Feel the need to lose weight, give your body a chance to repair itself, digest everything you’ve eaten and enable your insulin levels to drop significantly? These are but a few of the benefits of intermittent fasting.
So, in a nutshell, what is intermittent fasting? It is a way of eating in which you cycle between eating and not eating. You consume all your daily calories in a specifically timed window of the day, then you don’t eat until the next day. The largest gap between the last meal of the day and the first meal of the next day is variable, but however a good time is between 18-20 hours. This gives the body time for the following:
* Cellular repair and changes in hormone levels which make the fat stored in the body more accessible.
* Insulin levels in the blood drop significantly. The body will burn its glucose, stored as glycogen in the liver, in the first 6-24 hours of fasting. Once this store has gone, it will turn to burning the fat in the body’s cells, thus helping loss of visceral fat.
* The combination of intermittent fasting, calorie restriction and exercise can lower insulin resistance, which helps to protect against type 2 diabetes and help weight loss.
* The body starts cellular repair processes eg removing waste material. This is called autophagy and can aid in age-related cellular damage. When the body has time to concentrate on itself without any outside energy being provided by food, it gets rid of any unneeded waste. This waste is considered as the main reason for cell damage and ageing. Therefore, letting the body have time to clean its cells up helps to provide protection from many age-related diseases, including cancer and brain diseases.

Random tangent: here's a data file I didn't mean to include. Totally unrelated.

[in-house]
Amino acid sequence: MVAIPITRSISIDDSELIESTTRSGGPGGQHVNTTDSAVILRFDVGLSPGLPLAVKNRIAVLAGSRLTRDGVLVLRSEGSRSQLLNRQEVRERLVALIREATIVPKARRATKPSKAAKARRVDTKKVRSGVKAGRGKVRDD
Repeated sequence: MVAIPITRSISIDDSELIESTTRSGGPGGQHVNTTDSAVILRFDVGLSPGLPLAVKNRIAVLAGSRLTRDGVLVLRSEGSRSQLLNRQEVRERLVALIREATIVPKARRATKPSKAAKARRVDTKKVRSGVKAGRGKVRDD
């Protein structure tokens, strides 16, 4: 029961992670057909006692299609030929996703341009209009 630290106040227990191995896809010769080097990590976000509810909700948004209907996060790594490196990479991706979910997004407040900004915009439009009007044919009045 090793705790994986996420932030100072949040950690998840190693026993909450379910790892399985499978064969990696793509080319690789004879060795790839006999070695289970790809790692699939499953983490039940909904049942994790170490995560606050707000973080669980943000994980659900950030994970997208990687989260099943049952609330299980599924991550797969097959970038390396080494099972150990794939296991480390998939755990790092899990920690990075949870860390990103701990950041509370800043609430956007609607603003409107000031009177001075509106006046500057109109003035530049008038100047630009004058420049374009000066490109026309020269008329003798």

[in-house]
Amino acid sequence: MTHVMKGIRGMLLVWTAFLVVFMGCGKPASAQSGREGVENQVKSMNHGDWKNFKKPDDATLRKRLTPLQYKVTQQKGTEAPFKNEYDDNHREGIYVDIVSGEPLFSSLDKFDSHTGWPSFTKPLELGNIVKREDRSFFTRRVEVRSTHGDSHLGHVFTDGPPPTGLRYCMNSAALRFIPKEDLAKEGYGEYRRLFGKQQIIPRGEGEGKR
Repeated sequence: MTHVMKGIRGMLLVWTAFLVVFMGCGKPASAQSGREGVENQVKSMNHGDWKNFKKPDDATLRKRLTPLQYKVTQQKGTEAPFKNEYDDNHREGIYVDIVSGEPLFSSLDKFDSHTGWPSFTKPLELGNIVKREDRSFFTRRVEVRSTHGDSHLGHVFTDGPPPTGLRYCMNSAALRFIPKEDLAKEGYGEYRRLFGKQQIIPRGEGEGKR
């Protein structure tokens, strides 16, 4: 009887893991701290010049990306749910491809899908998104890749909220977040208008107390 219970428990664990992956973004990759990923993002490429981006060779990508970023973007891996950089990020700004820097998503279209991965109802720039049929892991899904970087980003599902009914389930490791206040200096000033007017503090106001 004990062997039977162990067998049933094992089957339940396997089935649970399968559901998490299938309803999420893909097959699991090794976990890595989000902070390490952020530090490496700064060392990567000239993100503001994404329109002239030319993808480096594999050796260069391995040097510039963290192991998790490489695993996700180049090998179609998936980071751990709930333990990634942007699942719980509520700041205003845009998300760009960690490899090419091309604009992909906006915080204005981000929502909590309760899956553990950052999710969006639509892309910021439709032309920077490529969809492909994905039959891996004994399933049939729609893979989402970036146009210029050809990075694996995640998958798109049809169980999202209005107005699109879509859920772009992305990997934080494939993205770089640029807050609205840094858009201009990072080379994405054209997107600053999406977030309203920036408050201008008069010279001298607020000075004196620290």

* It can help to increase levels of brain-derived neurotrophic factor (BDNF), which helps aid depression. BDNF has been found to be reduced in depressed people.
* Resting energy expenditure increases because of norepinephrine concentration, which helps in weight loss.
The benefits of Intermittent fasting appear to be enormous for the body - cellular protection, brain health, blood sugar regulation & insulin resistance, as well as reducing inflammation throughout the body and oxidative stress. Oxidative stress is the imbalance between production of free radicals and the body’s ability to counteract their harmful effects via neutralisation by antioxidants.
When planning your meals whilst intermittent fasting, it is important to remember to eat a variety of whole foods in order to get sufficient vitamins and minerals, as well as fats, proteins and carbohydrates. As only 2 meals a day are eaten, it is important that your meals are full of nutrition.
Please consult a doctor or nutritionist before embarking on intermittent fasting, especially if you are on any medication.